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Discussion Forum : Devotional Thoughts : Contentment

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Joined: 2003/6/11
Posts: 9192
Santa Clara, CA


Some various out takes based on;

[i]‘I have learned, in whatsoever state I am, therewith to be content.’[/i]
Philippians 4:11


Resign your soul to the will of God and your contentment will be sweet, constant, the burdens and afflictions light even while all the world is coming apart at the seams. The ability to show forth of a truth, that God is in you, to His great glory is bound up in this returning ever again to that unceasing, inward prayer at all times in all circumstance. The well of well pleasing is the comfort of the Holy Spirit, when the spirit of a saint listens and returns by humble, willful, loving abandonment to His voice. - [i]MB[/i]

[i]Peace I leave with you, my peace I give unto you: not as the world giveth, give I unto you. Let not your heart be troubled, neither let it be afraid.[/i] Joh 14:27


by Jeremiah Burroughs

These words are brought in by Paul as a clear argument to persuade the
Philippians that he did not seek after great things in the world, and that he
sought not ‘theirs’ but ‘them’. He did not long for great wealth. His heart
was taken up with better things. ‘I do not speak’, he says, ‘in respect of
want, for whether I have or have not, my heart is fully satisfied, I have
enough: I have learned in whatsoever state I am, therewith to be content.’

[i][b]‘I have learned’[/b][/i]-Contentment in every condition is a great art, a spiritual
mystery. It is to be learned, and to be learned as a mystery. And so in verse
12 he affirms: ‘I know how to be abased, and I now how to abound:
everywhere and in all things I am instructed.’ The word which is translated
‘instructed’ is derived from the word that signifies ‘mystery’; it is just as if
he had said, ‘I have learned the mystery of this business.’ Contentment is to
be learned as a great mystery, and those who are thoroughly trained in this
art, which is like Samson’s riddle to a natural man, have learned a deep
mystery. ‘I have learned it’-I do not have to learn it now, nor did I have the
art at first; I have attained it, though with much ado, and now, by the grace
of God, I have become the master of this art.

[i][b]‘In whatsoever state I am’[/b][/i]-The word ‘estate’ is not in the original, but
simply ‘in what I am’, that is, in whatever concerns or befalls me, whether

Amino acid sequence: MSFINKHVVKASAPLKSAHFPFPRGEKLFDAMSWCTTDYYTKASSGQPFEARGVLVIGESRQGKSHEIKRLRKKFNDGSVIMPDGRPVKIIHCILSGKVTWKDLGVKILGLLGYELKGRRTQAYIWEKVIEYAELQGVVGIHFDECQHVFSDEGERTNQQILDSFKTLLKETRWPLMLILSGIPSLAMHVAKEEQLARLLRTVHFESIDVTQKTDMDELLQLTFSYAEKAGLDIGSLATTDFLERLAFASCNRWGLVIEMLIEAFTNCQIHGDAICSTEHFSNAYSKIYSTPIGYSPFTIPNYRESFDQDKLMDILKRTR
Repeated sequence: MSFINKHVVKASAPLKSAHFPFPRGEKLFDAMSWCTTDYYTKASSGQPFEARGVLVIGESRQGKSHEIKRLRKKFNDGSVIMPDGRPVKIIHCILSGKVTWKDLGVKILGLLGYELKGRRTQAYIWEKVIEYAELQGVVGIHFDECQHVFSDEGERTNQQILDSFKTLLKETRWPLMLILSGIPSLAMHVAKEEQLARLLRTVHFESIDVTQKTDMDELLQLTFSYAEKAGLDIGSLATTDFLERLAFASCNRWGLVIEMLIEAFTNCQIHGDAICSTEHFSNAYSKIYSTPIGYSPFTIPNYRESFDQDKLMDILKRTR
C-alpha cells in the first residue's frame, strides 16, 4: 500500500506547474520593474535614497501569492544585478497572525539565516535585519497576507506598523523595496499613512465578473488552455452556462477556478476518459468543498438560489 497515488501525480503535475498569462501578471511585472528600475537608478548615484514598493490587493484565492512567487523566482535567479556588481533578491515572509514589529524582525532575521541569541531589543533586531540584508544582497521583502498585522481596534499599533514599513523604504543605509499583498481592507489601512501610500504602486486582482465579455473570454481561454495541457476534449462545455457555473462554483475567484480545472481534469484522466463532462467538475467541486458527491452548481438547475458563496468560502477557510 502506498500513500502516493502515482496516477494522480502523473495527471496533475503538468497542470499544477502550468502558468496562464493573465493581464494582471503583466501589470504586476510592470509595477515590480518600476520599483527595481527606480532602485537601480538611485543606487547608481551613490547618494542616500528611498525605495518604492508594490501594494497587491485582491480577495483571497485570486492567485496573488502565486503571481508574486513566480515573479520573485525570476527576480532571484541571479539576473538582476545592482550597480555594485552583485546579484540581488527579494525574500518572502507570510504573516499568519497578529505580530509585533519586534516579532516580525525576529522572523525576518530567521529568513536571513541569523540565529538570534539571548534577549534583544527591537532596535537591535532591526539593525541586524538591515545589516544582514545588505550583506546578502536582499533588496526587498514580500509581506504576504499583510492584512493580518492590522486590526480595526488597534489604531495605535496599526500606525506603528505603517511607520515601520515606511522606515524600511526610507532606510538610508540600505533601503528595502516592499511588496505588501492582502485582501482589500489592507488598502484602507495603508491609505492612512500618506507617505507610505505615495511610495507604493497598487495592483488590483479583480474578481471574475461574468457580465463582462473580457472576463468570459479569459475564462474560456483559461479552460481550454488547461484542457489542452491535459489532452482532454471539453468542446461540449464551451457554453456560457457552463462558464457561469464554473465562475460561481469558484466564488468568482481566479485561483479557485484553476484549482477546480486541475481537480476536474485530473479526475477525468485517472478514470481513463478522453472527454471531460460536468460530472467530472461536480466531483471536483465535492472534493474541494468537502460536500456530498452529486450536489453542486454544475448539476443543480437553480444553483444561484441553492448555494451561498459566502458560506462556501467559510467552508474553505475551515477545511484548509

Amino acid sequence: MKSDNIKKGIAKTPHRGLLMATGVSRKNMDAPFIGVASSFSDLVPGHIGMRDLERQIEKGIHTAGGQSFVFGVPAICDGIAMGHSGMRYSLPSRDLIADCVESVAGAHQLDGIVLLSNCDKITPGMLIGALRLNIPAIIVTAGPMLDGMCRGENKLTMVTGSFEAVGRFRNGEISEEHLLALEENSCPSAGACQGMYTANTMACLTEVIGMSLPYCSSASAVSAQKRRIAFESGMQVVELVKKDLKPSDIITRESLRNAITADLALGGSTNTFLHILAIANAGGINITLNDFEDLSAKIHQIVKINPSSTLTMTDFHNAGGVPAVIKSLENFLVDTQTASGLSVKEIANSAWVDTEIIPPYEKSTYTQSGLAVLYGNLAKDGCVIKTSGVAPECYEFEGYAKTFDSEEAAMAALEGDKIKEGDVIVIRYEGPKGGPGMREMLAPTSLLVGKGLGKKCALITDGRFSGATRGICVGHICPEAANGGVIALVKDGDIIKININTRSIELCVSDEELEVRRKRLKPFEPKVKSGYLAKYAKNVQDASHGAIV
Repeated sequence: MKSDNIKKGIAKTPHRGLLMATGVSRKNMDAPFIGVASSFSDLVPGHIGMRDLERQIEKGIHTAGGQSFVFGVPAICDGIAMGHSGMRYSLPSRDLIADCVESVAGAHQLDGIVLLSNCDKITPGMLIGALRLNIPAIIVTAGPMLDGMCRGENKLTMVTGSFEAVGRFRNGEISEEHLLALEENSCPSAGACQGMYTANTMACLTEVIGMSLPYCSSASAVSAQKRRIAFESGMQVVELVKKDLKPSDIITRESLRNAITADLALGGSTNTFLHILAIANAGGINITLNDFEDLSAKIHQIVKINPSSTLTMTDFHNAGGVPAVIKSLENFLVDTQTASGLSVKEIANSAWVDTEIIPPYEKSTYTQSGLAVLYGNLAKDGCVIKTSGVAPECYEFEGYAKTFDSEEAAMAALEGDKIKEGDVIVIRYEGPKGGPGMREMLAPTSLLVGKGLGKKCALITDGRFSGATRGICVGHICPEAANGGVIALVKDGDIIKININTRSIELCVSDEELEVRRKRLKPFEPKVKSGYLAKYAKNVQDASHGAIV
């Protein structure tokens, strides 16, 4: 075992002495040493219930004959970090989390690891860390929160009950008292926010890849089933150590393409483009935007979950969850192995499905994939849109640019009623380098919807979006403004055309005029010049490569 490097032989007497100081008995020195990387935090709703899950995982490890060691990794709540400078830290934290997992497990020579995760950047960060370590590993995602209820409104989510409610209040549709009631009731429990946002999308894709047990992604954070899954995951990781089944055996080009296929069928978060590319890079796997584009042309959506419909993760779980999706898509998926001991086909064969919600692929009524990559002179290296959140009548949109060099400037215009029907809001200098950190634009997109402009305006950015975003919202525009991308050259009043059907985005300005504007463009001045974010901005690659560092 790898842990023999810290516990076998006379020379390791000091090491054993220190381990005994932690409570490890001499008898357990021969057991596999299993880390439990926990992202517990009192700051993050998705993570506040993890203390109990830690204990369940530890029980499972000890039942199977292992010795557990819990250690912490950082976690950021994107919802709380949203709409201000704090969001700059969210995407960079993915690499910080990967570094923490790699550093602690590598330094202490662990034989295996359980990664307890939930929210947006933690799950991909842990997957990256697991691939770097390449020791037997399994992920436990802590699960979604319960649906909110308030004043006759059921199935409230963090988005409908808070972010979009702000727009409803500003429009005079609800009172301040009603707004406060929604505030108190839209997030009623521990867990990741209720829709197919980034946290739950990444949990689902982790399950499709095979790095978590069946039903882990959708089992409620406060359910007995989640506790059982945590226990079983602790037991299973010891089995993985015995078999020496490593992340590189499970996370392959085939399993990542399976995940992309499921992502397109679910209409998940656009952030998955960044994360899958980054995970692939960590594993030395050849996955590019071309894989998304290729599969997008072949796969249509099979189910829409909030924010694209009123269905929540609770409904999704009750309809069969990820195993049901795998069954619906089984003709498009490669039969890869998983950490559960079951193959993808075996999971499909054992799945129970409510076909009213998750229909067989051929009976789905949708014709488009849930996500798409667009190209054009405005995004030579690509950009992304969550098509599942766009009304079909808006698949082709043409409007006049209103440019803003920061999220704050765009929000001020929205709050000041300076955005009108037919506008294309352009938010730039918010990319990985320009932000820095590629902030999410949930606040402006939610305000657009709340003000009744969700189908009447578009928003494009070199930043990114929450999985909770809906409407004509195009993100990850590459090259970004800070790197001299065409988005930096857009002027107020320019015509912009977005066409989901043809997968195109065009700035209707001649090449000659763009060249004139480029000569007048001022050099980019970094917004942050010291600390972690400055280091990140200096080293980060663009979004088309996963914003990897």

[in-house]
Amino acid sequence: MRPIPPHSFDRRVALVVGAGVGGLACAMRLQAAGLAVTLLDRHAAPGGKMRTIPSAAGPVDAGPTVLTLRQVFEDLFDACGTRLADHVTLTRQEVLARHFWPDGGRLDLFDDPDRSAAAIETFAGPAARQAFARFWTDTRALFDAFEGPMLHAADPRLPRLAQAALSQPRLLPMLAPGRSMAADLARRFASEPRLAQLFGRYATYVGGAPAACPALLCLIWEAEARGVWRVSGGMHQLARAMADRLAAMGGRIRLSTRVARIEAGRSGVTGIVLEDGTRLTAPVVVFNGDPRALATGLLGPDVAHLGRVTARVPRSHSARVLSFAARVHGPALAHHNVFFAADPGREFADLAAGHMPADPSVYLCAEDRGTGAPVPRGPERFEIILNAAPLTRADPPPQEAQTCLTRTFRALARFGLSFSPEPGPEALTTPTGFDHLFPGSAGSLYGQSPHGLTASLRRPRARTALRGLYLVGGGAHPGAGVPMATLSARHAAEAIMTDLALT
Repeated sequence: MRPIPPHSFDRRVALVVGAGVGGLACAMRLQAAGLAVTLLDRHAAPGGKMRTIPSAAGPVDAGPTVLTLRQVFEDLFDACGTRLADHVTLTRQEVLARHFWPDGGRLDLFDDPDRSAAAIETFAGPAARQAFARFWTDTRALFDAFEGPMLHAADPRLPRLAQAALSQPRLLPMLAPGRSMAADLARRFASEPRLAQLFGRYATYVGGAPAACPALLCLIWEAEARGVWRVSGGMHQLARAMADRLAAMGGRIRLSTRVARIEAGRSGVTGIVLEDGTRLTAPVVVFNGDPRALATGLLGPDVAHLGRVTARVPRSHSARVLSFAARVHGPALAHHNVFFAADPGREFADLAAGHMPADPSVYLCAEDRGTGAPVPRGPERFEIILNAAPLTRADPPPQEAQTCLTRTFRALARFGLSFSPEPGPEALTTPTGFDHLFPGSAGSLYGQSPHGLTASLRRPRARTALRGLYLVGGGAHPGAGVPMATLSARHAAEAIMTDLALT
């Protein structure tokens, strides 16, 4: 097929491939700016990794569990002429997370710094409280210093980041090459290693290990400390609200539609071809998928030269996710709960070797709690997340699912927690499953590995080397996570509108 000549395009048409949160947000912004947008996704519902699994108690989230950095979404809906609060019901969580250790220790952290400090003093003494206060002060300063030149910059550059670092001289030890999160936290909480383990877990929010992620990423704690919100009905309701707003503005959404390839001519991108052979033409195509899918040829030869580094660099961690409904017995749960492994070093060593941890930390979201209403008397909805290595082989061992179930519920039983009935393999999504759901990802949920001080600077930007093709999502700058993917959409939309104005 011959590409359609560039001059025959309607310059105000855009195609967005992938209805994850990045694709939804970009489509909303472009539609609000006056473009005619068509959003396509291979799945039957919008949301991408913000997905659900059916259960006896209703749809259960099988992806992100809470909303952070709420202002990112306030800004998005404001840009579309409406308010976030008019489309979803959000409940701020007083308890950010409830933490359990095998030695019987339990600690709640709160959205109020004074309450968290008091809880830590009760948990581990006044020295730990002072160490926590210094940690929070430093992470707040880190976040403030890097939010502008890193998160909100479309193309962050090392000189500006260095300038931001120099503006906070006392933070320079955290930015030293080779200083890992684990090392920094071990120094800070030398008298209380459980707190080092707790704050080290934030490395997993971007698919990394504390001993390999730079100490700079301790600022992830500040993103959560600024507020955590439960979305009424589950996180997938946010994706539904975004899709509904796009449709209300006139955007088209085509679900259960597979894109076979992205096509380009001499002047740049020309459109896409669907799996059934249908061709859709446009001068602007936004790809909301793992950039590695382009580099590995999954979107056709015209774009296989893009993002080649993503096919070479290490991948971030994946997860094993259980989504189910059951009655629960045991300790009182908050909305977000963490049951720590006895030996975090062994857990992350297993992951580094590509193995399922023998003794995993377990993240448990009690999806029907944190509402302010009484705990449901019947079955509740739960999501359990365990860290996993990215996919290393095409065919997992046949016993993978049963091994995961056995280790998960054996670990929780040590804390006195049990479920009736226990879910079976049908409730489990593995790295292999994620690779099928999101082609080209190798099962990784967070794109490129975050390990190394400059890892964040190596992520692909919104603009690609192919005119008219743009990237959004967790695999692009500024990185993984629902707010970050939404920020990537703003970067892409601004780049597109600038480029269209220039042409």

I have little or nothing at all.

[b][i]‘Therewith to be content’[/i][/b]-The word rendered ‘content’ here has great
elegance and fullness of meaning in the original. In the strict sense it is only
attributed to God, who has styled himself ‘God all-sufficient’, in that he
rests fully satisfied in and with himself alone. But he is pleased freely to
communicate his fullness to the creature, so that from God in Christ the
saints receive ‘grace for grace’ (John 1:16). As a result, there is in them
the same grace that is in Christ, according to their measure. In this sense,
Paul says, I have a self-sufficiency, which is what the word means.

But has Paul got a self-sufficiency? you will say. How are we sufficient of
ourselves! Our Apostle affirms in another case,

[i]‘That we are not sufficient of ourselves
to think anything as of ourselves’[/i] (2 Corinthians 3:5).

Therefore his meaning must be, I find a sufficiency of satisfaction in my
own heart, through the grace of Christ that is in me. Though I have not
outward comforts and worldly conveniences to supply my necessities, yet I
have a sufficient portion between Christ and my soul abundantly to satisfy
me in every condition. This interpretation agrees with that place: ‘A good
man is satisfied from himself’ (Proverbs 14:14) and also with what Paul
avers of himself in another place, that ‘though he had nothing yet he
possessed all things’. Because he had a right to the covenant and promise,
which virtually contains everything, and an interest in Christ, the fountain
and good of all, it is no marvel that he said that in whatsoever state he was
in, he was content.

Thus you have the true interpretation of the text. I shall not make any